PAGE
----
My doctor, as lovely as she is, didn’t understand my hesitation. She shrugged, “If you start feeling anxious, go back on it again.” She wasn’t intentionally being apathetic. It’s the kind of well-meaning thing someone says when they’ve never experienced the emotional roller coaster that anxiety and depression bring. It was a risk for me. I risked two weeks of drug-withdrawal, and maybe a few weeks of anxiety ‘pangs’ before the return of more severe anxiety attacks. Even if I restarted the medication right then, I would suffer another couple of weeks of anxiety and drug side-effects before I actually started feeling better. On top of that, knowing my own family’s experience, it is likely after this ‘break’ I’d need a stronger dose.

Which feels more a step backwards than forwards.


How did I go?

See Part 2.

The Bigger Picture

I used to draw and paint a lot growing up. This peetered out with my frustrtion as I sought greater and greater likeness to life. At that time, I considered this the epitome of success as an artist – to draw as though I’d taken a snap-shot .

Someone questioned this, “Where is the art in that? You might as well take a photograph.”

I could see their point. I could also see that some artists, especially photographers might take offence to its implication. But I don’t intend to get into a debate about what art is or isn’t. This is a question of ideals.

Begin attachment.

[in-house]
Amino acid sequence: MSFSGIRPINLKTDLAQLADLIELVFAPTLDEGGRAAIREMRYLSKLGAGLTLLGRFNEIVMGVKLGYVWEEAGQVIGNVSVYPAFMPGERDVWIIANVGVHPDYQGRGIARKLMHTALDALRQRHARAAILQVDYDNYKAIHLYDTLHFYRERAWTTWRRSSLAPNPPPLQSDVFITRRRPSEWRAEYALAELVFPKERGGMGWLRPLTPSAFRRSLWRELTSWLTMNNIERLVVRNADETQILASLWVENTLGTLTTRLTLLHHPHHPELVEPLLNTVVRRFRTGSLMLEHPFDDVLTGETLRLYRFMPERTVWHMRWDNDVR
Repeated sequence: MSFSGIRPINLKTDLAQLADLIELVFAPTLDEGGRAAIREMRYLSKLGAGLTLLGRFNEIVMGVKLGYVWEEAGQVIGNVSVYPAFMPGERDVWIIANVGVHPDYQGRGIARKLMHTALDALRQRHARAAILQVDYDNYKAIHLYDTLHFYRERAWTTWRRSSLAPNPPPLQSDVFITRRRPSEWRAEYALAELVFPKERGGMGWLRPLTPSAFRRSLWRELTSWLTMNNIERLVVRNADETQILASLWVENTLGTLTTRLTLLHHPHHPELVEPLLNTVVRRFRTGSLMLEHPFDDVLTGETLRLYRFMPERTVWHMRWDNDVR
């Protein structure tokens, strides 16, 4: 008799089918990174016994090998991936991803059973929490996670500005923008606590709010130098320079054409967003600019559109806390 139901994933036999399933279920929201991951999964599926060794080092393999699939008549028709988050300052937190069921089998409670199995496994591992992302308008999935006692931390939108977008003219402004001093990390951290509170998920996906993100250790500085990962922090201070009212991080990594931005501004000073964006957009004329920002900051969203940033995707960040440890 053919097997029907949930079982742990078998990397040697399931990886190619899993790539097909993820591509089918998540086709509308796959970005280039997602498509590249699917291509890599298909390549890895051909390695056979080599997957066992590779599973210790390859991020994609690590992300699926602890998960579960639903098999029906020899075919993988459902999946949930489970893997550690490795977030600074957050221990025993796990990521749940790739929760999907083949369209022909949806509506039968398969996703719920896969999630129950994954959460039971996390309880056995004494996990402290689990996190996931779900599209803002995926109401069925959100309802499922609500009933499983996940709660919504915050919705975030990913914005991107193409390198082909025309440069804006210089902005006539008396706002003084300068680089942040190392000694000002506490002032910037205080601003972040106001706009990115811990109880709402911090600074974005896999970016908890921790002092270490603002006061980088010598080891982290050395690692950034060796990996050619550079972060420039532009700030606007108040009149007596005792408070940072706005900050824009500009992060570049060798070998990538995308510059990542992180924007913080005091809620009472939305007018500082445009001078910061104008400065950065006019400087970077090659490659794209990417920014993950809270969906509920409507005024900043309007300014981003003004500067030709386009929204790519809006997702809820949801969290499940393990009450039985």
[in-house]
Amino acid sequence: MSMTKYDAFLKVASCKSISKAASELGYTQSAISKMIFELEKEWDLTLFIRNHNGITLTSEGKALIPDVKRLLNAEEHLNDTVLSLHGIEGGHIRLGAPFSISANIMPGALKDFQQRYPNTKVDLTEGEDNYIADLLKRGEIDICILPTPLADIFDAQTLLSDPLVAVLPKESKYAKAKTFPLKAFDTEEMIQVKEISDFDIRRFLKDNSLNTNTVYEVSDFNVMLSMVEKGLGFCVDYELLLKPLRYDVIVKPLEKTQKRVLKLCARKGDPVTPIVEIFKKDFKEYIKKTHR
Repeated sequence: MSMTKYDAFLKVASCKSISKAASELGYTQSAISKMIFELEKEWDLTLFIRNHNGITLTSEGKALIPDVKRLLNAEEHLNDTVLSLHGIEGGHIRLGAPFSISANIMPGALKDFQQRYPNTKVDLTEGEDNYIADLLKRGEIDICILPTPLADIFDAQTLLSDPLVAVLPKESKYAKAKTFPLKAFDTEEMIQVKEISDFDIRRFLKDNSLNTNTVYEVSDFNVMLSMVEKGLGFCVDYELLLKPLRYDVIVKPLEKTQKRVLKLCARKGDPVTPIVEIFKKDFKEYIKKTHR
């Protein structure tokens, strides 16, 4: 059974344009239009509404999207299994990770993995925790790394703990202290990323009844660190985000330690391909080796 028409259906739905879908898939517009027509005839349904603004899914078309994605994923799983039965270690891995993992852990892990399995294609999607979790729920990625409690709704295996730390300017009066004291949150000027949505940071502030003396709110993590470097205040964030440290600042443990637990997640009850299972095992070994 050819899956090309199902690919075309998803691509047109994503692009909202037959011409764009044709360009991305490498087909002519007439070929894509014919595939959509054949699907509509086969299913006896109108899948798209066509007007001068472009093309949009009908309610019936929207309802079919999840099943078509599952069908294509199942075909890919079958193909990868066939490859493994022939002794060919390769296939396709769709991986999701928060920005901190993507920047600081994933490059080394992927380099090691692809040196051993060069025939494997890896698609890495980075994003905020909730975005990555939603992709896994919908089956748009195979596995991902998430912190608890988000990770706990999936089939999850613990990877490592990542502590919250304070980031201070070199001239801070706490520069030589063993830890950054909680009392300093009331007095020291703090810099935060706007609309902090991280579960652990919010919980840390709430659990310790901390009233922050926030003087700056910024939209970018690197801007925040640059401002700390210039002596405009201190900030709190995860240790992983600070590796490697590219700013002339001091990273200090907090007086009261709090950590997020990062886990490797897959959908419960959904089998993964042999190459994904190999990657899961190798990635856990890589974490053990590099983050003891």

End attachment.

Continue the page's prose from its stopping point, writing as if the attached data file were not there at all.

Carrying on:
I’ve always been at odds with the concept of perfectionism. I own and love art that isn’t photographic yet I expect this of myself. I think it’s enviable when an artist can convey a picture with a few dabs and strokes of the brush.

Like this picture.


It’s a market find, which is HUGE, I might add. I had to fold the seats down to get it in the car. And in truth, it’s cut-off at either end as I couldn’t fit the whole picture into the camera frame, not just because it’s HUGE but because I’ve hung this picture in a very small room. I’ve essentially broken all the rules.


The close-up shows so much with simply a few brush strokes. These two ladies, one with a white bow on the back of her dress appear to be an intense conversation

The picture itself is undated but it is probably 1960s or ’70s and it’s signed Federico. These type of pictures were painted quickly and often intended for the tourist market, though, in this case, it would have been a tough one to get home. You  know, speaking from experience.

I love this picture. It’s enviable art, and I must try to art more.


Which came first?

HUSBAND: Do you want this hard-boiled egg with your salad?

ME: What egg?

HUSBAND: Umm, the one left over from Friday…

ME: But I ate that for lunch.

HUSBAND: You can’t have, it’s right here *opens palms revealing a hard-boiled egg*

ME: But it was the one in the door-compartment.

HUSBAND: No, this is the egg because because it’s just where I left it in the fridge…

[Insert lengthy description of its placement in the fridge]

[Insert realisation I ate the wrong egg]

ME: I’m going to die.